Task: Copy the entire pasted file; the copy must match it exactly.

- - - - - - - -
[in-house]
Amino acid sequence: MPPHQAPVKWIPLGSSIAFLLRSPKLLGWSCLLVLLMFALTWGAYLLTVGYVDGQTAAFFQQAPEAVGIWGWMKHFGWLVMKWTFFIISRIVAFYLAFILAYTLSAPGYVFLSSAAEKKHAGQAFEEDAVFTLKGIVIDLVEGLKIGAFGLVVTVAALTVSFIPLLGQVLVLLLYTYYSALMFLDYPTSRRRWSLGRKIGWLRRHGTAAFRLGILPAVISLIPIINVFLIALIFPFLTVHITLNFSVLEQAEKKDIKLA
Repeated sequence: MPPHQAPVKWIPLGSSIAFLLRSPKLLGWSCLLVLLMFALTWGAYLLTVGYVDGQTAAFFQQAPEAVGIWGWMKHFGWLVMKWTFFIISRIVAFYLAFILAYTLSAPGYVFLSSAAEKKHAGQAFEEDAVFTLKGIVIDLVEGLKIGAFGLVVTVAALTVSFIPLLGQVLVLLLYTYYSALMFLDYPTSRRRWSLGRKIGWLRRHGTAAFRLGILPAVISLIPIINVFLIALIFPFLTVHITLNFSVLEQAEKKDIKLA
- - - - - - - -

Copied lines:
[in-house]
Amino acid sequence: MPPHQAPVKWIPLGSSIAFLLRSPKLLGWSCLLVLLMFALTWGAYLLTVGYVDGQTAAFFQQAPEAVGIWGWMKHFGWLVMKWTFFIISRIVAFYLAFILAYTLSAPGYVFLSSAAEKKHAGQAFEEDAVFTLKGIVIDLVEGLKIGAFGLVVTVAALTVSFIPLLGQVLVLLLYTYYSALMFLDYPTSRRRWSLGRKIGWLRRHGTAAFRLGILPAVISLIPIINVFLIALIFPFLTVHITLNFSVLEQAEKKDIKLA
Repeated sequence: MPPHQAPVKWIPLGSSIAFLLRSPKLLGWSCLLVLLMFALTWGAYLLTVGYVDGQTAAFFQQAPEAVGIWGWMKHFGWLVMKWTFFIISRIVAFYLAFILAYTLSAPGYVFLSSAAEKKHAGQAFEEDAVFTLKGIVIDLVEGLKIGAFGLVVTVAALTVSFIPLLGQVLVLLLYTYYSALMFLDYPTSRRRWSLGRKIGWLRRHGTAAFRLGILPAVISLIPIINVFLIALIFPFLTVHITLNFSVLEQAEKKDIKLA